World Food Programme (wfp) Wins 2020 Nobel Prize For Peace....for Tackling Hunger In 88 Countries Of The Globe
The World Food Programme (WFP), a global body for the eradication of hunger, has emerged winner of the 2020 Nobel Prize for Peace.
The award was announced on Friday by the Norwegian Nobel Committee in Oslo and that made WFP to be the 101st winner of the Nobel Prize for Peace in 2020 with a prize tag of $1.1 million.
A statement posted on twitter by WFP's Executive Director, David Beasley confirmed the award.
He said: "Every one of the 690 million hungry people in the world today has the right to live peacefully and without hunger".
“Today, the Norwegian Nobel Committee has turned the global spotlight on them and the devastating consequences of conflict", David Beasley said.
The Executive Director who issued the statement through a video message, added that: “Climate shocks and economic pressures have further compounded their plight.
"And now, a global pandemic with its brutal impact on economies and communities is pushing millions more to the brink of starvation," David said.
Beasley who twitted the statement from the Niger Republic also paid special tribute to WFP staffers whom he said the award is dedicated to.
“They’re out there in the most difficult, complex places in the world, whether there’s war, conflict, climate extremes, it doesn’t matter,” he said. “They’re out there, and they deserve this award.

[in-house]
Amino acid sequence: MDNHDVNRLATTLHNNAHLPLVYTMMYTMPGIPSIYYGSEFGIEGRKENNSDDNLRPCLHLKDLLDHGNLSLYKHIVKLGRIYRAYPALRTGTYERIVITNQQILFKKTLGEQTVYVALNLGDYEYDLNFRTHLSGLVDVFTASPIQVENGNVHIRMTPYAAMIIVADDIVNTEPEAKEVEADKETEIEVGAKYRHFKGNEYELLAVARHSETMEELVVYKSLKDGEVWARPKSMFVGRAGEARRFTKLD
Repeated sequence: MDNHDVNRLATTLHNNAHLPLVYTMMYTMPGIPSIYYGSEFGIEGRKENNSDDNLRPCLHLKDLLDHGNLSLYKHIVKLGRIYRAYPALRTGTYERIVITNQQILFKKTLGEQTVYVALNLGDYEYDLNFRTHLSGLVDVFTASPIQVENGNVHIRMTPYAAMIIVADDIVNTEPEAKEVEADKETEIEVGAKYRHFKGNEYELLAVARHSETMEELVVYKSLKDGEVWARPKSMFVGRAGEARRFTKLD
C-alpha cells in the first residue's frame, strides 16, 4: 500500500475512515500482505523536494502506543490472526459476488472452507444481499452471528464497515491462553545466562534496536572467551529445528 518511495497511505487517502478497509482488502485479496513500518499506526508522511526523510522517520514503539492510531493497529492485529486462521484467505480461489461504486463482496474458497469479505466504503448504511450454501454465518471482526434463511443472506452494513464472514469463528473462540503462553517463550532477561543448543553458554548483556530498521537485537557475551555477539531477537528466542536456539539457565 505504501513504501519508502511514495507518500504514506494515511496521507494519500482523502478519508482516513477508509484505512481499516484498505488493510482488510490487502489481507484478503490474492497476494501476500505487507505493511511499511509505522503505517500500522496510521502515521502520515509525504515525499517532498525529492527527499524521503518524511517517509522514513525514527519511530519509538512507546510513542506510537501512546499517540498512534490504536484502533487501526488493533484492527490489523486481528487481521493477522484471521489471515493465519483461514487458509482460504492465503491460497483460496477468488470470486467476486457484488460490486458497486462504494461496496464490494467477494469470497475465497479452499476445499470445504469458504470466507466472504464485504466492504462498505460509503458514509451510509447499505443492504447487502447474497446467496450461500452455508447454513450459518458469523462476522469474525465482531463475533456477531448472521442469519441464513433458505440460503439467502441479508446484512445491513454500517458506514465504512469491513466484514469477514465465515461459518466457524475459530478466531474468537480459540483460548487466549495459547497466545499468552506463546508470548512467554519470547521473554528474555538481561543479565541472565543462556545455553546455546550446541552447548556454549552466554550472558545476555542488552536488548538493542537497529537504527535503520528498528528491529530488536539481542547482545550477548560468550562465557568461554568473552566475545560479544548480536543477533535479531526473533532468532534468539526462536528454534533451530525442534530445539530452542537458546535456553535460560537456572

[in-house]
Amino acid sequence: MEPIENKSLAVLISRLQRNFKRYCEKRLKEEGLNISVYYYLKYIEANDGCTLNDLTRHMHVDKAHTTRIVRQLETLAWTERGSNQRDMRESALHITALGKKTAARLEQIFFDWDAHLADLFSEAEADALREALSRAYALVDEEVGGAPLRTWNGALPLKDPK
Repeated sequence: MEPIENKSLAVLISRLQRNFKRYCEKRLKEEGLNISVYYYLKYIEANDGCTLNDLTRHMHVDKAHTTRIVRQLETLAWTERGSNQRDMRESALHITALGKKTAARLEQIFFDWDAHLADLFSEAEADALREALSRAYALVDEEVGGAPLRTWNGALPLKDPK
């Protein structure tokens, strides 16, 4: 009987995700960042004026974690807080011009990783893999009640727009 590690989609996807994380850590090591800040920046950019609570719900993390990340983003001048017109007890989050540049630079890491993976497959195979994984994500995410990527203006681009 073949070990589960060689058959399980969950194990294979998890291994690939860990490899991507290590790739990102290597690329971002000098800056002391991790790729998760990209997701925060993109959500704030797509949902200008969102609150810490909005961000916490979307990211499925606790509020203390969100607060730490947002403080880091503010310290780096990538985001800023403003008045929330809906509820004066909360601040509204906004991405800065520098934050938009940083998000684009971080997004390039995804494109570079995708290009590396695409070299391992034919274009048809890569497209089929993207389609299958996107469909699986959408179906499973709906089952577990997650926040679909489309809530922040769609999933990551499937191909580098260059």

"The Nobel Peace Prize is a poignant tribute to our WFP team members who have made the ultimate sacrifice on the front lines of hunger.
"However, the win was “not WFP’s alone. “We work closely with governments, local and international organizations and private sector partners whose passion for helping the hungry and vulnerable equals ours. We could not possibly help anyone without them", David said.
The Executive Director further explained that "WFP, the world’s biggest humanitarian organization, warned earlier this year that COVID-19 could result in a hunger pandemic” as corona virus wreaked havoc with supply chains, disrupting the movements of critical food assistance, personnel and critical equipment."
"Last year, WFP reached a record 97 million people with food assistance. In June it issued a call for US$4.9 billion to reach up to 138 million people.
" Bearing witness to how hunger and conflict feed each other in dozens of countries, WFP has always been an advocate for the critical role that peace has in ending hunger, and for the use of food as a tool for peace.
"In 2018, the global community explicitly recognized the formal link between hunger and conflict for the first time through UN Security Council Resolution 2417.
“The Nobel Peace Prize should inspire all of us to work even harder, to continue to save lives, change lives and reach that Zero Hunger goal", David Beasley said.
The Rome-based UN agency added that acute hunger in the 88 countries in which it operates could reach 270 million people by the end of the year with an 82 per cent increase in 2019.
"Despite funding shortages, the organization has persevered, working to fend off famine in hunger hotspots such as Yemen, South Sudan, the Democratic Republic of Congo — places beset by the intersecting threats of conflict, climate change and now coronavirus," Beasley added.